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Deferred payment is an arrangement where the borrower is allowed to start making payments at some specified time in the future. Such kinds of measures are often used in retail settings where a person buys and receives an item with the assurance to begin making payments at a future date.

Prior to amendment

Deferred payments in share purchase transactions between non-resident buyers and resident sellers required prior approval of the Reserve Bank of India (RBI) till recently.

Additionally, authorized dealer banks in India were allowed to open escrow accounts toward payment of share purchase consideration, but the escrow account could be operational for a limited period of only six months. In all other cases of opening/maintaining of escrow accounts for FDI related transactions, prior approval from the RBI was necessary.


The amendment provides that in a transaction involving purchase of shares of an Indian company by a non-resident buyer from a resident seller, or vice-versa, the consideration may be paid on a deferred basis subject to the following conditions:

  • The deferred component of consideration must not exceed 25% of the total consideration.
  • Such deferred payment must be made within a maximum period of 18 months from the date of the share transfer agreement.



This recent amendment by RBI to permit deferment of purchase consideration and relaxing escrow requirements in cross border share purchase transactions is a positive step towards promoting the ease of doing business in India and encouraging investment into India.


Sanchayeeta Das


The Indian Lawyer & Allied Services



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Commercial arbitration is the process of resolving business disputes between or among transnational parties through the use of one or more arbitrators rather than through the courts. It requires the agreement of the parties, which is usually given via an arbitration clause that is inserted into the contract or business agreement. The main objective of having an arbitration proceeding is to solve the dispute as fast as possible, which also has a binding effect, without going to the Court of law and getting engaged in the long-drawn judicial procedure.

Arbitration proceedings in India are conducted under the Arbitration and Conciliation (Amendment) Act, 2015 (the Act). The Act is based on the UNCITRAL model law. This ensures that there is a certain level of uniformity in the law.

India is a party to the New York Convention. It has exercised both the reciprocity and commerciality reservations. However, notification is required in the official Gazette in relation to each specific country. Not all countries that have ratified the New York Convention have been notified in the official Gazette of Government of India.

TYPES OF ARBITRATION PROCEDURE: There are two main types of arbitration procedures. These are:

  • Ad- Hoc Arbitration
  • Institutional Arbitration



Ad-Hoc Arbitration can be defined as a procedure of arbitration where a tribunal will conduct arbitration between the parties, following the rules which have been agreed by the parties beforehand or by following the rules which have been laid down by the tribunal, in case the parties do not have any agreement between them.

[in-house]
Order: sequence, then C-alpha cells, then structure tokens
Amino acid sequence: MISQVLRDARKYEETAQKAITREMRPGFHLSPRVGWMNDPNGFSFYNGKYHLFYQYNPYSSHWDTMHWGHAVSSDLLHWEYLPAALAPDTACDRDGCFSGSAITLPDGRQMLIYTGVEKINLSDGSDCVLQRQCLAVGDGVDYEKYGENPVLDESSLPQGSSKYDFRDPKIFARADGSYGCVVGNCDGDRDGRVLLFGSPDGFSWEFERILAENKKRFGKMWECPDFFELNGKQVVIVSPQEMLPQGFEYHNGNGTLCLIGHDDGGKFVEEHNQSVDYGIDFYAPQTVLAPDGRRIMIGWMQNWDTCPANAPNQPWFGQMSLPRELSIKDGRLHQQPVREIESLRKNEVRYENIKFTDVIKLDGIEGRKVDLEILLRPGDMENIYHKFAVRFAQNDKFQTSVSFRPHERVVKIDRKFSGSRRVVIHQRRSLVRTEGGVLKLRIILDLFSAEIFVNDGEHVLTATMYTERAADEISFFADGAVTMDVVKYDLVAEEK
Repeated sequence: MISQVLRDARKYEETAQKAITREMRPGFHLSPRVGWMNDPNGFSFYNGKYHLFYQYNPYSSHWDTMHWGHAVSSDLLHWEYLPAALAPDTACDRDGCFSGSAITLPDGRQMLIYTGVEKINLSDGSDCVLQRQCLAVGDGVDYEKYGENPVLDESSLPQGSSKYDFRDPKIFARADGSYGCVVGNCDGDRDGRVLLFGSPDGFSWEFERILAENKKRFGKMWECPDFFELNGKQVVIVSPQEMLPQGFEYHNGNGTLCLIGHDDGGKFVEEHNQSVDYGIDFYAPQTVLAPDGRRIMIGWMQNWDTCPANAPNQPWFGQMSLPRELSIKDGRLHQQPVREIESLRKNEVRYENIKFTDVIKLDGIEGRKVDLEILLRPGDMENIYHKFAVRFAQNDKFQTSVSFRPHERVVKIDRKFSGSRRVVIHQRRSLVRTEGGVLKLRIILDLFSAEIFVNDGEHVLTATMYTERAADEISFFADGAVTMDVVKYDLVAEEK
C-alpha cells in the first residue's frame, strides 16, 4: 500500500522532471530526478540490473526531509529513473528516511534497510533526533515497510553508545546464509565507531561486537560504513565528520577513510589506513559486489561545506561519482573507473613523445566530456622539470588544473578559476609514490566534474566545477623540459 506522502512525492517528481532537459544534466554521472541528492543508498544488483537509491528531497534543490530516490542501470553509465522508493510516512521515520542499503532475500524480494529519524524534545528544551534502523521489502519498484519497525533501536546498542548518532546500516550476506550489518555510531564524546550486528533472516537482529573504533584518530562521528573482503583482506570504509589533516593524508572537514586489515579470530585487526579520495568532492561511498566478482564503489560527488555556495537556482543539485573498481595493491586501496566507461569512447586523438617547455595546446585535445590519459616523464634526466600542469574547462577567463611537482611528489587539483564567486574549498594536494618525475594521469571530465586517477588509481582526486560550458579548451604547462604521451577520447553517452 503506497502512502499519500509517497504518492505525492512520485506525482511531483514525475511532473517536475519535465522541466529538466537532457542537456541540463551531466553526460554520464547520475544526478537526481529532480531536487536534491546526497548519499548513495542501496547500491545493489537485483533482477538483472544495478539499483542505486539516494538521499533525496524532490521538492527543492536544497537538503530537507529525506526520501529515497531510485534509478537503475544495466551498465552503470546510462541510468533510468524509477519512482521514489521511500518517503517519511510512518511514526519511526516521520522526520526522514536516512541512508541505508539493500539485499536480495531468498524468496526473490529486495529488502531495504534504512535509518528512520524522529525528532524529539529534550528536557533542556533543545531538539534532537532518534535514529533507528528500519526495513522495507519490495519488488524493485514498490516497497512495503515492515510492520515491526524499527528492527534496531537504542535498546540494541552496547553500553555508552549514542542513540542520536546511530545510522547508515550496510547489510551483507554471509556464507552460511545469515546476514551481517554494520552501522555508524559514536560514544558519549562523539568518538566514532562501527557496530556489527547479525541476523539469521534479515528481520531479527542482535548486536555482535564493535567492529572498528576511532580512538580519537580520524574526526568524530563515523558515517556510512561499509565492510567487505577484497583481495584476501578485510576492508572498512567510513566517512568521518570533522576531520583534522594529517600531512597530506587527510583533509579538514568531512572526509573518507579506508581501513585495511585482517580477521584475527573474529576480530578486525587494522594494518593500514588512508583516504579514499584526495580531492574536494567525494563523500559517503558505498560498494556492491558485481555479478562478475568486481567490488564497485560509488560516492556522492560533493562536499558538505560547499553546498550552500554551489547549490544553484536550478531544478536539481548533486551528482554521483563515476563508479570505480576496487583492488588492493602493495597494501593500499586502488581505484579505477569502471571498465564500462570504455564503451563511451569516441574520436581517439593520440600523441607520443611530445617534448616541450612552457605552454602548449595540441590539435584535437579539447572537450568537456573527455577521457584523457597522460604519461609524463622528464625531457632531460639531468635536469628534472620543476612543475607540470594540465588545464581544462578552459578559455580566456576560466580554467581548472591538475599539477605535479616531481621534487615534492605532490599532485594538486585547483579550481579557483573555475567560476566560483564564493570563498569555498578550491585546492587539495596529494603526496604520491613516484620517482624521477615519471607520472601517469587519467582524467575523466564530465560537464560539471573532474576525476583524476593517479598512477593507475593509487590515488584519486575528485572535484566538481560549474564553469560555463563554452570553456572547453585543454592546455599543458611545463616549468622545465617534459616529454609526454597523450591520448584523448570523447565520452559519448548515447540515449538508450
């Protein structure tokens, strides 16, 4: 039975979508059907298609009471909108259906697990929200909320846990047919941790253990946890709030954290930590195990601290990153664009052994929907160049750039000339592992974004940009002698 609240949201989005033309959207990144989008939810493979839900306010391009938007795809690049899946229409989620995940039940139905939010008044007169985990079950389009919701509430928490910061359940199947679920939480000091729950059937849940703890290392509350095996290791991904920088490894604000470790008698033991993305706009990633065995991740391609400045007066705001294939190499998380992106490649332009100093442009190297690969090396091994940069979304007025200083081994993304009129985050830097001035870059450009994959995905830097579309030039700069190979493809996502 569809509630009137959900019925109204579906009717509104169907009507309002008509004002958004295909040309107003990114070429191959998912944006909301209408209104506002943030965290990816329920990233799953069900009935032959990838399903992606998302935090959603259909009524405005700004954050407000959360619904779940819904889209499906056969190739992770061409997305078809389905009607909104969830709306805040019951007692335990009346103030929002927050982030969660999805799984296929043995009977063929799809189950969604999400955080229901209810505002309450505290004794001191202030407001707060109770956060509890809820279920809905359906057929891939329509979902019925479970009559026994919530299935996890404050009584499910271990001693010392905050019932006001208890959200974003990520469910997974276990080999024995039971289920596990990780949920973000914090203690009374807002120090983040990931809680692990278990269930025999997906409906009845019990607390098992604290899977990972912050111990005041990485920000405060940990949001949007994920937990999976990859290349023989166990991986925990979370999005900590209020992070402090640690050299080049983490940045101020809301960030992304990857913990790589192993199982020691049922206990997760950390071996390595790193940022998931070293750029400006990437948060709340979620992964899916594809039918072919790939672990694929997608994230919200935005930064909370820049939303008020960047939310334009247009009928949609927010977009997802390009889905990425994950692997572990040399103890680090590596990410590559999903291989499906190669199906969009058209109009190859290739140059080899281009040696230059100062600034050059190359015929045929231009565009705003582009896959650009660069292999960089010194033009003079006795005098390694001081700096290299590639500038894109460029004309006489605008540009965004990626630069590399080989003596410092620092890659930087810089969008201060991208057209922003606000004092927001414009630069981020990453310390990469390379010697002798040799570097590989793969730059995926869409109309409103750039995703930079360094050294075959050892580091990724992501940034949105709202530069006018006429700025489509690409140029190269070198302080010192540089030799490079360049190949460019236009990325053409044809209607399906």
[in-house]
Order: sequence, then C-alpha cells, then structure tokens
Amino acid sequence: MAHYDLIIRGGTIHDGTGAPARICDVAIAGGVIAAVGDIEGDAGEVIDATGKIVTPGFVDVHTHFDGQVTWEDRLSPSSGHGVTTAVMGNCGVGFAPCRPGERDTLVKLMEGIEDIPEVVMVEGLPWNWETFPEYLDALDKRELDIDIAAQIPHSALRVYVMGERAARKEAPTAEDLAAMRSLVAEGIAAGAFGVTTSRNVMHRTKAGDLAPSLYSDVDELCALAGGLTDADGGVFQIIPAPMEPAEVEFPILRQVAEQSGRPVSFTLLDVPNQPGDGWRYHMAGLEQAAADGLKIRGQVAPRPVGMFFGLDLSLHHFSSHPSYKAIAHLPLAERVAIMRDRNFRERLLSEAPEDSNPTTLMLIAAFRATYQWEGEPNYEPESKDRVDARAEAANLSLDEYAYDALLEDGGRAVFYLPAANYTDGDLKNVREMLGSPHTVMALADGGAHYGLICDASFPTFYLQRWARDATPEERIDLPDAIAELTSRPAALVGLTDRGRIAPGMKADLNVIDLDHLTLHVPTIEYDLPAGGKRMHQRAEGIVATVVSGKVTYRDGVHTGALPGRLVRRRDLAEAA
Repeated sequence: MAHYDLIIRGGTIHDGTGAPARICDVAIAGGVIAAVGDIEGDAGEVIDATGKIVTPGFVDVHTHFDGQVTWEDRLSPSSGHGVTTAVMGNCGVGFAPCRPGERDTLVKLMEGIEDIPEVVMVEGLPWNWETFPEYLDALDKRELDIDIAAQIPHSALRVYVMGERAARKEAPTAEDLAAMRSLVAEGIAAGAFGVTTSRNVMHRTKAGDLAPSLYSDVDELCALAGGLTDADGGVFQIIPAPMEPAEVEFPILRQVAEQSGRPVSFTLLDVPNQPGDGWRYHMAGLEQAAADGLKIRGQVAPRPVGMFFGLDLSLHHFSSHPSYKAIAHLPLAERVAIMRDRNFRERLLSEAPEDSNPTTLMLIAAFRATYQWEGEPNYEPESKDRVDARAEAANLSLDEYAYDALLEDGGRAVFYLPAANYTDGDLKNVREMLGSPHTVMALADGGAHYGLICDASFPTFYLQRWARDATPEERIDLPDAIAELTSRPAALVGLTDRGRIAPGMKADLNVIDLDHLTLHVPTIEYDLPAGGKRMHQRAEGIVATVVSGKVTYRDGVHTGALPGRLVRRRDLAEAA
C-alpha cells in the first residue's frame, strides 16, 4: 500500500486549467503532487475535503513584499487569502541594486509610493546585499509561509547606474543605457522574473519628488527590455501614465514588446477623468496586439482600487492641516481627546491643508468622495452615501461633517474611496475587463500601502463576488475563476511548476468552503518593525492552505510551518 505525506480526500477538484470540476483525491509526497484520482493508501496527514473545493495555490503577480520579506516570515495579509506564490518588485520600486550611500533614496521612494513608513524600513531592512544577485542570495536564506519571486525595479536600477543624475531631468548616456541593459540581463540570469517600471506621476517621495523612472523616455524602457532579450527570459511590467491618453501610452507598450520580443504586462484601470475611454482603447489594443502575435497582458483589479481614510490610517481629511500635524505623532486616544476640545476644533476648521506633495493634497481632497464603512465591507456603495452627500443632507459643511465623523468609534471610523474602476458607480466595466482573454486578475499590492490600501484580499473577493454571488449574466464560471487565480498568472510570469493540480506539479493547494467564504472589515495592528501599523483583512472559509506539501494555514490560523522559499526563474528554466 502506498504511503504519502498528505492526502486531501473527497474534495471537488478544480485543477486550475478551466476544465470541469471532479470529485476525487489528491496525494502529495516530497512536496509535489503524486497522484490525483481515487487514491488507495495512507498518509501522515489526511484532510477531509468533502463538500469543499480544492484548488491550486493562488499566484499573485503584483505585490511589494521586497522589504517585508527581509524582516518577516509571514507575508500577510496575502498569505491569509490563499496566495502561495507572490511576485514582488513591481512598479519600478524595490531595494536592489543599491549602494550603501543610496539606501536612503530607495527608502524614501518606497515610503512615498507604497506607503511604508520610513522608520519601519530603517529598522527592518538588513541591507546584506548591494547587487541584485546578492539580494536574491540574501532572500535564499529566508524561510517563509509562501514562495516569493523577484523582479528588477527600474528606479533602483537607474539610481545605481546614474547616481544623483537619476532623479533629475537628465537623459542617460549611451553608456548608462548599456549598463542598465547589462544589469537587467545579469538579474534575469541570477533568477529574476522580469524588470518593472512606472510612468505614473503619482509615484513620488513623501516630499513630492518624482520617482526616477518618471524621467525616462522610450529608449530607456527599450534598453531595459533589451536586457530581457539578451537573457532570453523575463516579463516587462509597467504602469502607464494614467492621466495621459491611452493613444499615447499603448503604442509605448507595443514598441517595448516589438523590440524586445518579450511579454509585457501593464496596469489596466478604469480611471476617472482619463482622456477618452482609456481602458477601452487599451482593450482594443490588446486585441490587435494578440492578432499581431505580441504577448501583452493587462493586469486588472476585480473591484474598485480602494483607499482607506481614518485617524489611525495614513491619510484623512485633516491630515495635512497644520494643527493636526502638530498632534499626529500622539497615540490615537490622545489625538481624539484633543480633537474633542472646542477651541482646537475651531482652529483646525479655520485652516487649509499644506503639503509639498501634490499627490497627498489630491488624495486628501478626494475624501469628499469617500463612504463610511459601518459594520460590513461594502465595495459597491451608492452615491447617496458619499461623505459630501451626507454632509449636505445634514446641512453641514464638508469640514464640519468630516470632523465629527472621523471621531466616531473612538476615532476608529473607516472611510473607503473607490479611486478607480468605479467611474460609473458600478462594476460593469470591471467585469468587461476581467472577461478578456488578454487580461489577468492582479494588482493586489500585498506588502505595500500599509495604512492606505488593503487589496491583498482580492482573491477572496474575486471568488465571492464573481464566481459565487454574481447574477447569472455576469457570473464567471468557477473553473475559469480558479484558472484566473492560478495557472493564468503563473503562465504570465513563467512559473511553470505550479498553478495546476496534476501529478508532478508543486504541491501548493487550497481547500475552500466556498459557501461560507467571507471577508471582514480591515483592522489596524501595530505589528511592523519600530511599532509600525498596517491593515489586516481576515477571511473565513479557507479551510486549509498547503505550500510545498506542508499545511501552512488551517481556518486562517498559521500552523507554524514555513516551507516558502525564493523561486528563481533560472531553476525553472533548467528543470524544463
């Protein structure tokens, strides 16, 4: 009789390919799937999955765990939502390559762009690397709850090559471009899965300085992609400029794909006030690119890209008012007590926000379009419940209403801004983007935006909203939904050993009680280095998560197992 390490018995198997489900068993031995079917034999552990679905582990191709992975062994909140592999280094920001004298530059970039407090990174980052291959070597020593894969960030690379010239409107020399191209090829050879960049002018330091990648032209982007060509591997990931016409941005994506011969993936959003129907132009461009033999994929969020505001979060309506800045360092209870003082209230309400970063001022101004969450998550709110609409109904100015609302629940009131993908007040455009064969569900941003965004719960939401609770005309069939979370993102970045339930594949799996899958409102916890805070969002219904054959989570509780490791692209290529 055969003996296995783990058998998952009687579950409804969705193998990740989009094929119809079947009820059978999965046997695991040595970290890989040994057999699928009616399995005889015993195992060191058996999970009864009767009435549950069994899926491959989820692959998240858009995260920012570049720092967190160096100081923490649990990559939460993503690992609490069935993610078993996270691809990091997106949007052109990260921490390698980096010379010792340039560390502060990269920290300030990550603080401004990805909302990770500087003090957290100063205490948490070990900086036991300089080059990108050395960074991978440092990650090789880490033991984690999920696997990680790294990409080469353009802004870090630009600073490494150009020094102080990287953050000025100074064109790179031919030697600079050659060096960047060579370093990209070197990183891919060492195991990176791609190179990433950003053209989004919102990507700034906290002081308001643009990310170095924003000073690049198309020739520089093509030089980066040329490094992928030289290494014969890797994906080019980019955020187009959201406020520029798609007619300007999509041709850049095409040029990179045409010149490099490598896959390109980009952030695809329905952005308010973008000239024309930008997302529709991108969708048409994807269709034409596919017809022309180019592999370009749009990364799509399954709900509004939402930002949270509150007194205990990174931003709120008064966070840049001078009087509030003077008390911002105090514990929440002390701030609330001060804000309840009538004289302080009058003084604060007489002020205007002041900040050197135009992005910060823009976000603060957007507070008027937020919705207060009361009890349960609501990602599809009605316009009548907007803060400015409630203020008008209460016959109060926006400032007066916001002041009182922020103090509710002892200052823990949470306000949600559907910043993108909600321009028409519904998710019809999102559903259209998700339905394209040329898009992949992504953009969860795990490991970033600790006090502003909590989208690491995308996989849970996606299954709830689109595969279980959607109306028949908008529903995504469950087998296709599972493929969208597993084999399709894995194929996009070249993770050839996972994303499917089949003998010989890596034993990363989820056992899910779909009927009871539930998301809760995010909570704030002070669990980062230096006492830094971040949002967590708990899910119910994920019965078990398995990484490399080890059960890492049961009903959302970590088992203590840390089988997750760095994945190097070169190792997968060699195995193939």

In the case of Institutional Arbitration, the disputing parties submit their issue to an institution that has been designated to administer the arbitrational process. The institution then arbitrates the dispute according to the rules laid by them in front of the parties.  The institute selects a panel which administers the whole process.

All the institutes do not provide the same type of services. Some institute just provide the rules on which the procedure will be based (London Maritime Arbtration Association). Other provide a roster of arbitrators to the parties but do not appoint the arbitrators themselves (Society of Maritime Arbitrators in New York).

Certain institutions administer the whole process of arbitration i.e. (International Court of Arbitration of the International Chamber of Commerce).

CONFIDENTIALITY:  There is no provision for confidentiality of arbitrations under Indian law but an agreement on confidentiality may be included in the arbitration agreement.


This depends upon the arbitrators, the parties and also the complexity of the matter. The 2015 Amendment aims to reduce the time consumed in arbitral proceedings, inter-alia by specifying an upper limit of 1 year from the date of constitution of the arbitral tribunal, for completion of proceedings and making of an award. Parties can consent to extend this period by a further 6 months only, after which an application is required to be made to the Court.


DOMESTIC AWARD: An arbitral award is enforceable after the time for making an application to set aside such an award has expired (90 days). However, the court may grant a stay on the operation of the arbitral award on a separate application made for that purpose. The party intending to enforce the award can file an execution petition before the Civil Court. The award is enforced in the same manner as a decree of the court under the Code of Civil Procedure, which provides the framework for the execution of arbitral awards.